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Alan Sislen, a Bethesda-based photographer, has traveled around the world making landscape photographs. But for his current exhibition, he found compelling material just steps away from his home.
CityPaper: Where do you live now? Where did you grow up?
Alan Sislen: I grew up in Bethesda, and that’s where I live now. However, for almost 20 years my family and I lived in Chicago and New York City. In 2002 we decided to move back “home,” where many old friends and family still reside.
WCP: Is photography a full-time career for you, or do you have a “day job.”
AS: After over 35 years in the financial services industry, photography became my full time passion about 10 years ago. Photography rekindled some of that creativity that only occasionally had a chance to emerge during my business career.
WCP: Describe for me some of the prior series you’ve done, and what drove them?
AS: I’ve had a fascination with landscape photography for the last 10 years. I enjoy the natural beauty of the world around us, and I try to convey that beauty, and sometimes mystery, in my photography. I am very much a traditionalist when it comes to both subject matter and my approach to image processing. Although there are amazing new tools to process images, and I use many of them, I grew up in the darkroom and that foundation remains my major influence today.
I often travel to locations that are thousands of miles away to experience and photograph. I have photographed in New Zealand, Italy, France, Iceland, Chile, the U.K., South Africa, Namibia, Canada and Spain, and obviously all over the U.S. It’s always exciting and invigorating to travel to new places. For me, it is often the novelty of a new location that gets those creative juices flowing.
My previous projects have focused on two major areas—-one, is the desert. I love the desert and sand dunes, especially White Sands in New Mexico, Death Valley in California, the Sossesvlei in Namibia and the Atacama Desert in Chile. The other major project has been my five trips to Tuscany in the last nine years. The beauty of that region of Italy keeps me going back.
WCP: What is the subject matter of the images in the new show, and why are they meaningful to you?
AS: The photographs in my “Variations” exhibit are very different from most of my other landscape work because the images were made one flight of steps down from my bedroom, and 15 feet from my kitchen table. It started out as simply enjoying the view we have of the Cabin John Trail and creek in Bethesda. Every morning I would wake up, look out the window and be amazed at the beauty and variety of what I saw. I began making photographs about four years ago, and then the objective of trying to capture the constantly changing beauty of the scene began to crystallize. I realized that what I had first viewed as ordinary, was in fact, quite extraordinary. I photographed the exact same scene from the exact same spot in all seasons, in all kinds of weather, and I continue to do so today.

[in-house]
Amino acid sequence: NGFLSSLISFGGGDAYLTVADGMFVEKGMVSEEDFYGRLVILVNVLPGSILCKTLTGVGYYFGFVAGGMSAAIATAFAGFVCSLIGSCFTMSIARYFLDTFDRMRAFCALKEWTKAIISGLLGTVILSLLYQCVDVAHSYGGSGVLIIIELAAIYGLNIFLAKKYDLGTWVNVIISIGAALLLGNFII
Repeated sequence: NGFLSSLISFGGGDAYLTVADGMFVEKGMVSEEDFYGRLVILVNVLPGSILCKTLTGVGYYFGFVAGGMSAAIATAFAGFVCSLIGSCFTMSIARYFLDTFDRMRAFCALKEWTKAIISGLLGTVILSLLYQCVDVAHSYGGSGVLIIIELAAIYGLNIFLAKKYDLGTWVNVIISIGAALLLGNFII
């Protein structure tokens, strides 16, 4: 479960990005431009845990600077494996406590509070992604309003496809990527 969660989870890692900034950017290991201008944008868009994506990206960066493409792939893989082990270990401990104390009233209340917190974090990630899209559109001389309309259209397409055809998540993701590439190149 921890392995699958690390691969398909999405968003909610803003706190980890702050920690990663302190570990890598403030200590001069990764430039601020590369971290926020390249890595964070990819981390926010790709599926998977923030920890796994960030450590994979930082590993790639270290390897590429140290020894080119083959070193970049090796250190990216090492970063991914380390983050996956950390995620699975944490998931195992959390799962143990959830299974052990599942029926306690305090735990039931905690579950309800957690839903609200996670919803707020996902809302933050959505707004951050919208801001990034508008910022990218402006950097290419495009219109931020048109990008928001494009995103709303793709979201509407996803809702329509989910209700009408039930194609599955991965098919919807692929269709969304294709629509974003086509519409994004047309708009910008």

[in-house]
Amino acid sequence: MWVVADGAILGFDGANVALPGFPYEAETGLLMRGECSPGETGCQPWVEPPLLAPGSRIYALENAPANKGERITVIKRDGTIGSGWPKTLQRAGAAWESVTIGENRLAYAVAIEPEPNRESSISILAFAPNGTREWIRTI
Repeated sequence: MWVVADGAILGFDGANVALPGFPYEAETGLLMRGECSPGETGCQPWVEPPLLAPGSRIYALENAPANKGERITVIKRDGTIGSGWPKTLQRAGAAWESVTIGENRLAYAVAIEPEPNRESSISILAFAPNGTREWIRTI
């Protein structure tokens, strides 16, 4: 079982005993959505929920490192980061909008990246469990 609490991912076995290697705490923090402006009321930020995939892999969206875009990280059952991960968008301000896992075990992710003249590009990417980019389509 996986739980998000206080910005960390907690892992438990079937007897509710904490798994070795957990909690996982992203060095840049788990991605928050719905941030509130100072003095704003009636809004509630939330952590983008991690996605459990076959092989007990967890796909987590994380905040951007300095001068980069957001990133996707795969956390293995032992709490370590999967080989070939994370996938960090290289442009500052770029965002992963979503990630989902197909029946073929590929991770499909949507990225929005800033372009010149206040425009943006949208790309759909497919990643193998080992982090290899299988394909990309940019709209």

The forest-like environment that each of the photographs depicts has meaning for me because it is a reminder of why, in the frenzy of our daily lives, we often take for granted or overlook the beauty that surrounds us. I liken these photographs to the variations on a theme that are abundant in music. In this case, nature has provided the theme and the stage, and through time, the mood and the feelings that those players on the stage convey change over and over again. We just need to slow down to appreciate the beauty that stands before us. These photographs are that reminder for me.
WCP: Tell me about the process used to make the images in this exhibit.
ASThe photographs in the exhibit are all panoramas. Each panorama is actually made up of 12 individual vertical photographs, that are then “stitched” together using software. The end result is a photograph that can be printed very large, but still retains detail. For this exhibit, the photographs are 59” long and are not framed in traditional frames with mats. I decided to have them “face-mounted” using acrylic material on the face of the image. This results in a very clean, modern look. The images can be framed traditionally, but I wanted to do something a little different for this exhibit. However, one shouldn’t get caught up with the format of the images or the way they are presented. Today, too many photographs are more about the “technique,” than the vision of the photographer. In the end, the vision and how it is executed always wins.
WCP: Who are some of your influences, and why?
AS: Like all photographers, it’s impossible not to be influenced by those whose work we respect. I find I am constantly looking at work by Eliot Porter, Ansel Adams, Charlie Waite, Sebastiao Salgado, Michael Kenna, Edward Weston, and scores of others. In 2003, when I first saw landscape panoramas done by former National Geographic photographer, Bruce Dale, I was hooked, and thanks to Bruce, that format became an important part of my work.
“Variations” is on display at Multiple Exposures Gallery, 105 N. Union St., Studio 312 at the Torpedo Factory Art Center, Alexandria, Va. (703) 683-2205. Daily 10–6, Thurs 12–9. Free.